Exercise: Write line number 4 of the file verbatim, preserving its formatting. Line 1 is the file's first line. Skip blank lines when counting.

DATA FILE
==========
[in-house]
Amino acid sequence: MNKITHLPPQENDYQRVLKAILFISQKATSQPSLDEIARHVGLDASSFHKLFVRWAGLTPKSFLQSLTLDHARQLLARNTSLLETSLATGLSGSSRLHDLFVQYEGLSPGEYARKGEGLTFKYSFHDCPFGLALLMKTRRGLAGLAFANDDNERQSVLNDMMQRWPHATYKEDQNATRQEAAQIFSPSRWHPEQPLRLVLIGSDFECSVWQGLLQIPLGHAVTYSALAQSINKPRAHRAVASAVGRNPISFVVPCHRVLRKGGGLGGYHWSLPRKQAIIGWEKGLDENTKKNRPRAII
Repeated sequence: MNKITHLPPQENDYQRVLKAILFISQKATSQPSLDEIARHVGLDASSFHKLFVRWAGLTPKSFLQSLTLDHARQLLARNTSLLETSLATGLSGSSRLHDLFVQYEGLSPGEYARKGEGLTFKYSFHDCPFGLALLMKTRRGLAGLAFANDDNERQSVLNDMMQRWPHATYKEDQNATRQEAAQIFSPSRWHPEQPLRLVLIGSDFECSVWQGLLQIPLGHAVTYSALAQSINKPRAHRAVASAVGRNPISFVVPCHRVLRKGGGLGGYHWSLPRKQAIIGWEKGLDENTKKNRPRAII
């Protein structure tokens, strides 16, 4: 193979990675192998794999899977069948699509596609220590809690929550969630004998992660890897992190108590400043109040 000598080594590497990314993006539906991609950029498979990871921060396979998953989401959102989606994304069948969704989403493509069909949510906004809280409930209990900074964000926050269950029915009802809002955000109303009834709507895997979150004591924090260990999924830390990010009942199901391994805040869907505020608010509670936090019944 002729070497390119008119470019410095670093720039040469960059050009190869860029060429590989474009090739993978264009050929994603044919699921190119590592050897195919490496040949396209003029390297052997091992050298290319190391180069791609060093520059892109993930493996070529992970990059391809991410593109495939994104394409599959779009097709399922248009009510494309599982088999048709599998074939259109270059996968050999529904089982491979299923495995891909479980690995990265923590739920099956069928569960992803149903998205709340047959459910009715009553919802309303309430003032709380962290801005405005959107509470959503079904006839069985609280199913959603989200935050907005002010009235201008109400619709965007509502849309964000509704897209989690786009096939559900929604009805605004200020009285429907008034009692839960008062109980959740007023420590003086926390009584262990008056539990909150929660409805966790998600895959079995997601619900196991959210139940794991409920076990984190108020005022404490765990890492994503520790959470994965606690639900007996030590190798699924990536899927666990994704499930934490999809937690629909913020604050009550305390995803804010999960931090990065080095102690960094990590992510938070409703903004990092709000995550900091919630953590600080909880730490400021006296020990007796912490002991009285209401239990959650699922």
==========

């Protein structure tokens, strides 16, 4: 193979990675192998794999899977069948699509596609220590809690929550969630004998992660890897992190108590400043109040 000598080594590497990314993006539906991609950029498979990871921060396979998953989401959102989606994304069948969704989403493509069909949510906004809280409930209990900074964000926050269950029915009802809002955000109303009834709507895997979150004591924090260990999924830390990010009942199901391994805040869907505020608010509670936090019944 002729070497390119008119470019410095670093720039040469960059050009190869860029060429590989474009090739993978264009050929994603044919699921190119590592050897195919490496040949396209003029390297052997091992050298290319190391180069791609060093520059892109993930493996070529992970990059391809991410593109495939994104394409599959779009097709399922248009009510494309599982088999048709599998074939259109270059996968050999529904089982491979299923495995891909479980690995990265923590739920099956069928569960992803149903998205709340047959459910009715009553919802309303309430003032709380962290801005405005959107509470959503079904006839069985609280199913959603989200935050907005002010009235201008109400619709965007509502849309964000509704897209989690786009096939559900929604009805605004200020009285429907008034009692839960008062109980959740007023420590003086926390009584262990008056539990909150929660409805966790998600895959079995997601619900196991959210139940794991409920076990984190108020005022404490765990890492994503520790959470994965606690639900007996030590190798699924990536899927666990994704499930934490999809937690629909913020604050009550305390995803804010999960931090990065080095102690960094990590992510938070409703903004990092709000995550900091919630953590600080909880730490400021006296020990007796912490002991009285209401239990959650699922």